It’s that glorious time of year again, the end of school. For us, it’s a bonus year, because it is also 8th grade certification or something like that. I don’t remember my 8th grade certification ceremony because we didn’t have an 8th grade certification. I didn’t know you had to be certified to attend 9th grade. In my day it was called passing. Or as most of the teachers I know refer to it, passing the problem to the next group.
I wonder if that happens amongst the teacher group? They are a bit of a secret society in a way. I can say that because my family is full of educators and I’ve seen first-hand how it works, which is why I’m even more curious now.
Say there is a problem child, we will call him Kevin. Kevin Boyanowski. Now little Kevin is wrapping up 5th grade and Mr. DeBoer, his teacher, is more than happy to see him go. Kevin has been nothing but a pain in the butt all year and Mr. DeBoer would hold him back if he could. However, there are only 3 teachers in the 5th grade, including himself, so he would have a 33% chance of getting him back and that is a risk he is unwilling to take. Kevin must go.
But to who? Think of the power the person assigning Kevin for the upcoming year has – knowing that whoever lands this draft choice is going to contemplate early retirement. I don’t know how they do it anymore, but I remember as a child when my dad would get his class list and look over it for the first time.
It usually started with a grunt, followed by another sound of disgust, then a couple choice words and if it were going to be a particularly bad class, it ended with him storming out the door, cigarettes in hand, saying the Lord’s name in way he wouldn’t say it on Sunday.
Dissecting it, I can see where the weight of knowing you have a Kevin Boyanowski assigned to you for 9 months would feel like a prison term or a trip to rehab.
But back to the event at hand, the 8th grade certification ceremony. I cannot properly capture my level of excitement about being able to wear a sport coat in 90* weather, sit on aluminum benches, for the opportunity to see our son “certified”. I associate being certified with the end of something. Something achieved in order to move on to the next chapter of life, so in this instance I guess it would be 9th grade. Can you do anything with an 8th grade certificate? Maybe it allows you to run the milkshake machine at Chick-Fil-A but it must remain properly displayed at all times.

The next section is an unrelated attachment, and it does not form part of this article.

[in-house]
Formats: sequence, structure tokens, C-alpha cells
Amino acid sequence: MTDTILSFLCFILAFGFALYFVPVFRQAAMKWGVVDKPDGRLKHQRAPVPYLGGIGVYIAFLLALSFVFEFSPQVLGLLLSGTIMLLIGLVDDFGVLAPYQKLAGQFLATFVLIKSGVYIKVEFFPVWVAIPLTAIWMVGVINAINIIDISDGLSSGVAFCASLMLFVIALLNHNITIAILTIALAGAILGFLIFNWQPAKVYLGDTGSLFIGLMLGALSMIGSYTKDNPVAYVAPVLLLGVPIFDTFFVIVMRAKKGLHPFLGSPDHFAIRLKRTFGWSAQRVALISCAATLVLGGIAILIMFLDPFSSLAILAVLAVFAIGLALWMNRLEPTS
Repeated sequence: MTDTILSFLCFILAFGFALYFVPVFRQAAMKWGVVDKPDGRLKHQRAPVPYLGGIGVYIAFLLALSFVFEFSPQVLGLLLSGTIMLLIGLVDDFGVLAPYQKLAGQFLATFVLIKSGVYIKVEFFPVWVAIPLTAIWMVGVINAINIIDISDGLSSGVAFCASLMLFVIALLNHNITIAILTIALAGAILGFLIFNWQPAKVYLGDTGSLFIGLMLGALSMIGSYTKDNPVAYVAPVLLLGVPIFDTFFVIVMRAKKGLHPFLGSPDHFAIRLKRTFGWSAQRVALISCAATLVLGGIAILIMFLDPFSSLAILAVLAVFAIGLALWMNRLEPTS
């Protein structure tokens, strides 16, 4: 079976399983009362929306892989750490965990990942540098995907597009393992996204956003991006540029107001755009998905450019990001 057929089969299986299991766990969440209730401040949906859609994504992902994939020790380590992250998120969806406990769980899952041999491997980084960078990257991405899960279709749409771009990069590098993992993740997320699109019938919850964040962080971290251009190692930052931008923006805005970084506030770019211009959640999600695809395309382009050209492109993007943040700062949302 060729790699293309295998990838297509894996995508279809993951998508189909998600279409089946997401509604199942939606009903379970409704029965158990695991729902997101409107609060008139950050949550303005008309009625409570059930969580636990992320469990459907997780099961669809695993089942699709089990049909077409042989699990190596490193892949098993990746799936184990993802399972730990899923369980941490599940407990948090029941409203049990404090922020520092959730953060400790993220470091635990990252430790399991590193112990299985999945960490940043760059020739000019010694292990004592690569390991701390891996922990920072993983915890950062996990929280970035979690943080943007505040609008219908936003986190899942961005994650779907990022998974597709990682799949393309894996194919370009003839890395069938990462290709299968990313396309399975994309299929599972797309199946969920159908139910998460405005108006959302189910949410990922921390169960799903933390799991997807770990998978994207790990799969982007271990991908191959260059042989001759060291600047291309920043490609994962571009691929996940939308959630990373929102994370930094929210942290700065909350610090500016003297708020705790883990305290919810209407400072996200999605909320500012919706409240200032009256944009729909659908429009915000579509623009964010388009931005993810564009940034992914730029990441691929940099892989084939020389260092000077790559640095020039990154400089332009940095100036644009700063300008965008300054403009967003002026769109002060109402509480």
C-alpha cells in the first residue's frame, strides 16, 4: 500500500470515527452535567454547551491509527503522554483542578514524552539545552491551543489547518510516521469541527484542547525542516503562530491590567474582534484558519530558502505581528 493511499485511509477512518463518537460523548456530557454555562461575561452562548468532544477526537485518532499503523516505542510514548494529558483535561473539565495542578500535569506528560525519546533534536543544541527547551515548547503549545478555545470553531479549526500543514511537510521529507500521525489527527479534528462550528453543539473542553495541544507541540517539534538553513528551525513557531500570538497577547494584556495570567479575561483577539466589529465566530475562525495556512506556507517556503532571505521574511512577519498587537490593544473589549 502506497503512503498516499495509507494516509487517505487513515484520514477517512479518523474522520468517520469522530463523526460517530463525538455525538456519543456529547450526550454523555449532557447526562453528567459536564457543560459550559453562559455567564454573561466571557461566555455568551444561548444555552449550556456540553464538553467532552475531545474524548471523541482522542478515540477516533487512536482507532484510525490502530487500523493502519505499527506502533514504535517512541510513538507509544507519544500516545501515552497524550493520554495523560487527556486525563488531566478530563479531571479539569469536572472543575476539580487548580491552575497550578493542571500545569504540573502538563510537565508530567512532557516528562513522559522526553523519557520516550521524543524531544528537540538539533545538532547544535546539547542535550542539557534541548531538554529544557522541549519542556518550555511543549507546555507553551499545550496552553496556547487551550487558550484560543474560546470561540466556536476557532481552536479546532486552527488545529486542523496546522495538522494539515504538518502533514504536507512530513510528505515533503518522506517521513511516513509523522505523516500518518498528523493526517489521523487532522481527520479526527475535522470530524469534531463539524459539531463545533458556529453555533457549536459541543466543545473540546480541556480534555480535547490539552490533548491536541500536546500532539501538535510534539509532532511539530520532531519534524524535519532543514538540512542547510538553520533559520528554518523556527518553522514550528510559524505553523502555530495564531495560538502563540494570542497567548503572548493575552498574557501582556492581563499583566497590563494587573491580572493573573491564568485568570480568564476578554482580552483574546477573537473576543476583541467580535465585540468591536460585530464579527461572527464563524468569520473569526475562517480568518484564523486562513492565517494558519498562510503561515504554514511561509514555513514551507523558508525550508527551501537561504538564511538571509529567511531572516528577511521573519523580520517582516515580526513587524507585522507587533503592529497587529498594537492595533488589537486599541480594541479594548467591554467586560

I could even understand if it meant you were leaving this building behind in order to go to the big dance, the show, the school of higher learning, but it’s all on one campus. Maybe the bathrooms are upgraded, and the water fountains are a little colder in temperature. Do they even have water fountains anymore?
One thing I did learn is that this event is much too important for me to have any input on our son’s attire. Oh, I was given a chance to pitch in, but when I returned the first time with a solid black suit, white shirt, and thin black tie, I was given a talking to and reminded he shouldn’t look like he’s going to a funeral or getting ready to whack someone.
On the way to return the suit, the attire parameters were changed by the school and a massive alert was sent out to all the parents. No longer would jackets be required due to the excessive heat forecasted and word was passed down that dress shorts had been approved in a secret meeting.
That was in my wheelhouse and I felt confident returning to South Park mall in search of dress shorts and a collared shirt. However, the next curve ball came when Chandler said he wanted to dress up a little and wear pants and a button down. Still in my wheelhouse – all I had to do was think church clothes. Got it. Tammy had already requested khaki pants and a navy-blue blazer, so I did what I thought was best and bought pants that look lavender in the right light. I’ll see you soon South Park mall.
Yes, my fashion card has been revoked and if you were lucky enough to see me at the ceremony, know my wife picked out my clothes…..but not my Skechers.
Speaking of the ceremony, it was lovely. Our son goes to a private school but ended up taking the majority of his 8th grade year from a computer. The pandemic, plus filming in Toronto for 3 months meant we had the pleasure of paying for a school he only saw on a screen.
During the ceremony I gave in to a rare bout of bitterness and found myself saying “Cha-Ching” every time they handed out a certificate. In fact, I think the certificate allows the student’s parents to pay a higher tuition next year. I’ll need to read the fine print.
I’ve only felt this excited a few times in my life. The last time was when we took a trip to Disney World and were lucky enough to pay extremely high prices to stand in extremely long lines to ride 45-second rides. Now that was fun.
In all seriousness, congrats to our son, and to all the other ecstatic 8th graders on achieving something most kids only dream of, permission to attend 9th grade. Just watch out for the Kevin’s…
Until Tomorrow…Little People